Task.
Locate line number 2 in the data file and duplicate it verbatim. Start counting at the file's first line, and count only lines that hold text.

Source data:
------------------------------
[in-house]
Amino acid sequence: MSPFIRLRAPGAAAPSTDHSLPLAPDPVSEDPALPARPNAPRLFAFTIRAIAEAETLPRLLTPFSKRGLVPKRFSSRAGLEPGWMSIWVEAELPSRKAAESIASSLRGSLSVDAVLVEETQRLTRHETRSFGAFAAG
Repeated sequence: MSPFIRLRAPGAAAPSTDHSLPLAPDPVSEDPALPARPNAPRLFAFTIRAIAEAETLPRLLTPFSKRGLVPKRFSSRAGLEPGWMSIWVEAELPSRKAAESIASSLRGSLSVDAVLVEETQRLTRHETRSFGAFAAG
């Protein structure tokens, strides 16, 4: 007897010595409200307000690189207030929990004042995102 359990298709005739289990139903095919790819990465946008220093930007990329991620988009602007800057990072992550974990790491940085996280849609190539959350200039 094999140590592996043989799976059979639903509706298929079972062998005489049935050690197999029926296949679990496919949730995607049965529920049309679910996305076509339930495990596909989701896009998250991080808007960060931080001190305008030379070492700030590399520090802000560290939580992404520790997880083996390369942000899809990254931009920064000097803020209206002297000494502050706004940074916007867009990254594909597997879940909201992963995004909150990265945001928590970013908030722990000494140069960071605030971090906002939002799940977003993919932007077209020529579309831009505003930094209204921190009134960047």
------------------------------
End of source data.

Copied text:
Amino acid sequence: MSPFIRLRAPGAAAPSTDHSLPLAPDPVSEDPALPARPNAPRLFAFTIRAIAEAETLPRLLTPFSKRGLVPKRFSSRAGLEPGWMSIWVEAELPSRKAAESIASSLRGSLSVDAVLVEETQRLTRHETRSFGAFAAG